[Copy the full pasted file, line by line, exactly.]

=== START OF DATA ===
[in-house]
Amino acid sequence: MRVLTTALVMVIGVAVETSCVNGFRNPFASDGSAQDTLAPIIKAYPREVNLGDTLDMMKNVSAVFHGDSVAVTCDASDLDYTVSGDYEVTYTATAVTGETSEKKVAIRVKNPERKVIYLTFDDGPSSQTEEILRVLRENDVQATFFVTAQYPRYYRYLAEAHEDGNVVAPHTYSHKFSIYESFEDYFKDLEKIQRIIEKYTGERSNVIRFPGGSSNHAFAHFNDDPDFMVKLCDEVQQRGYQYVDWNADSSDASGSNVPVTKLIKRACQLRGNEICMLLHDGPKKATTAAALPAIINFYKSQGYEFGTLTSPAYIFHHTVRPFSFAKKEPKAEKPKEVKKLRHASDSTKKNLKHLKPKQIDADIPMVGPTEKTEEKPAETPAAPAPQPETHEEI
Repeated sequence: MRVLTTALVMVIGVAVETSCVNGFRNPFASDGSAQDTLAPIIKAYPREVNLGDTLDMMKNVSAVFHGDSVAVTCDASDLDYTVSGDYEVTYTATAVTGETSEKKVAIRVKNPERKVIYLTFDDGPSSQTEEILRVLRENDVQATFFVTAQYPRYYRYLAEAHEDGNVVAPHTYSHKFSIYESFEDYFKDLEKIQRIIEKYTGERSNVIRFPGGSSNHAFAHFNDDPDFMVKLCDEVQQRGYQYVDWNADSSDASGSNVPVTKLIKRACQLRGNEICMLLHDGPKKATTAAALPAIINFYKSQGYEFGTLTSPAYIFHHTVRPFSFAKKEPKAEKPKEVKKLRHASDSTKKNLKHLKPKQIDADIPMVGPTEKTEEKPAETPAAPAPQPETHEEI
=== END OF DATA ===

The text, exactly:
[in-house]
Amino acid sequence: MRVLTTALVMVIGVAVETSCVNGFRNPFASDGSAQDTLAPIIKAYPREVNLGDTLDMMKNVSAVFHGDSVAVTCDASDLDYTVSGDYEVTYTATAVTGETSEKKVAIRVKNPERKVIYLTFDDGPSSQTEEILRVLRENDVQATFFVTAQYPRYYRYLAEAHEDGNVVAPHTYSHKFSIYESFEDYFKDLEKIQRIIEKYTGERSNVIRFPGGSSNHAFAHFNDDPDFMVKLCDEVQQRGYQYVDWNADSSDASGSNVPVTKLIKRACQLRGNEICMLLHDGPKKATTAAALPAIINFYKSQGYEFGTLTSPAYIFHHTVRPFSFAKKEPKAEKPKEVKKLRHASDSTKKNLKHLKPKQIDADIPMVGPTEKTEEKPAETPAAPAPQPETHEEI
Repeated sequence: MRVLTTALVMVIGVAVETSCVNGFRNPFASDGSAQDTLAPIIKAYPREVNLGDTLDMMKNVSAVFHGDSVAVTCDASDLDYTVSGDYEVTYTATAVTGETSEKKVAIRVKNPERKVIYLTFDDGPSSQTEEILRVLRENDVQATFFVTAQYPRYYRYLAEAHEDGNVVAPHTYSHKFSIYESFEDYFKDLEKIQRIIEKYTGERSNVIRFPGGSSNHAFAHFNDDPDFMVKLCDEVQQRGYQYVDWNADSSDASGSNVPVTKLIKRACQLRGNEICMLLHDGPKKATTAAALPAIINFYKSQGYEFGTLTSPAYIFHHTVRPFSFAKKEPKAEKPKEVKKLRHASDSTKKNLKHLKPKQIDADIPMVGPTEKTEEKPAETPAAPAPQPETHEEI